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Great Chess Requires Imagination

Great Chess Requires Imagination

Dec 6, 2007, 6:00 PM 0

Great chess requires imagination somewhat like that we see in children. Children love to imagine. They see faces and trees and animals in the clouds. They like faces. They see other children. They like movement. They see numbers and letters. They see trains and Santa Claus. They bring others into their imagination by asking questions.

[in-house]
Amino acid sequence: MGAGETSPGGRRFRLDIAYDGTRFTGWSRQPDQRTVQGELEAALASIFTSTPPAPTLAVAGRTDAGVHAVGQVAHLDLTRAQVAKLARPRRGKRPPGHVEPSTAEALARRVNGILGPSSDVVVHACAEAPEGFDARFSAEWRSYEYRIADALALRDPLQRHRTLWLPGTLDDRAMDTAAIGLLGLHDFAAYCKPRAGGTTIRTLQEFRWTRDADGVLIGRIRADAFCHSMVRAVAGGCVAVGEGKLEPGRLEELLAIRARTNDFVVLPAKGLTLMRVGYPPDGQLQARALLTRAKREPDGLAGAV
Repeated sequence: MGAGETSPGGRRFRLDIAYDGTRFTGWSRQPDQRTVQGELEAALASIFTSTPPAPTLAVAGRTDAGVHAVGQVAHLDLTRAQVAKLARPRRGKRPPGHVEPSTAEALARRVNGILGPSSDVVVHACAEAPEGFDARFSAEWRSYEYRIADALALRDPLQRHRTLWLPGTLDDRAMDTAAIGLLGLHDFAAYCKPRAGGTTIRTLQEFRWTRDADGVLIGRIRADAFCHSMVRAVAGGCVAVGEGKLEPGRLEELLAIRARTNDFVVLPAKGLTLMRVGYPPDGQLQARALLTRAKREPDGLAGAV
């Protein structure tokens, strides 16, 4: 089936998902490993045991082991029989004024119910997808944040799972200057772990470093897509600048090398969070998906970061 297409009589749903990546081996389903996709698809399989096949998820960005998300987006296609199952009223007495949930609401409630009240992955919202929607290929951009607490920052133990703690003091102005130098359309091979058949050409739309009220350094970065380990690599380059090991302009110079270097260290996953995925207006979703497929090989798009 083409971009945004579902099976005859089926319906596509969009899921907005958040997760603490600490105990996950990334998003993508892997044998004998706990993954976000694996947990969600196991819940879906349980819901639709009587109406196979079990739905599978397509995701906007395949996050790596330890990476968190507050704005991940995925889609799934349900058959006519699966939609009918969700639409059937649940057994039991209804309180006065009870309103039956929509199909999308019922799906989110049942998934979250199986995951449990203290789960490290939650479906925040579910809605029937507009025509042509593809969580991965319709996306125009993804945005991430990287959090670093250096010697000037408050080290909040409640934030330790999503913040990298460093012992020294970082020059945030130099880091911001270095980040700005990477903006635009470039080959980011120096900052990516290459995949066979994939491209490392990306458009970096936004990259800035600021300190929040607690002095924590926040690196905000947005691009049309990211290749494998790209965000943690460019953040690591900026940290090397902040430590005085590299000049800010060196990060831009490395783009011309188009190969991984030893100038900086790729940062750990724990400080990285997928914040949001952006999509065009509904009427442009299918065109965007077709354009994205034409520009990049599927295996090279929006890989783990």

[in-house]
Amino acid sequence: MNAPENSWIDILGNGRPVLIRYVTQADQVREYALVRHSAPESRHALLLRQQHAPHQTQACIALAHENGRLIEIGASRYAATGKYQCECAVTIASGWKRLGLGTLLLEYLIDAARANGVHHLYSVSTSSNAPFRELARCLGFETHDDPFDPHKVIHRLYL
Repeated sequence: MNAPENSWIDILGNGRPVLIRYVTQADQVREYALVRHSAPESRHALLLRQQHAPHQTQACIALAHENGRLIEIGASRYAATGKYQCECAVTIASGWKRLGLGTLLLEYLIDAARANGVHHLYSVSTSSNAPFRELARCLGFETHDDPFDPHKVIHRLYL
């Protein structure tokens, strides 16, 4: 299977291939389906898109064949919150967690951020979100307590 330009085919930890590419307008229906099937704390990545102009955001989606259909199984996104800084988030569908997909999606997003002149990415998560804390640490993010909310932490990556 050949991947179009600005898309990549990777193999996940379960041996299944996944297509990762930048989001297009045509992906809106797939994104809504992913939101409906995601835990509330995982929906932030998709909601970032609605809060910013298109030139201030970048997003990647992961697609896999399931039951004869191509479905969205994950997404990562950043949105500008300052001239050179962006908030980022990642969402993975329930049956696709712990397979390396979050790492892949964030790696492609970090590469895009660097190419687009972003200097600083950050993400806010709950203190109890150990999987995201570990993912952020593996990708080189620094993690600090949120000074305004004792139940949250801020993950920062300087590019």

Sometimes adult chess players only see chess in black or white. They only see the current attack. They only see their plan (and not that of their opponent). They don't think more than one or two moves ahead.

What these adults need is a child's imagination. One that continues to imagine for a little while longer. One that imagines what the opponent is thinking and planning. One that imagines what might happen if they make strange moves--what might happen if they lose one piece in order to open up other possibilities.

The next time you play, take time to imagine. Imagine winning and what it might take to do so. Imagine successfully fighting off the attack. Imagine surprising your opponent. Imagine three, four, or more moves ahead. Imagine his/her response. Don't rush. Sometimes the best part of the game is imagining!

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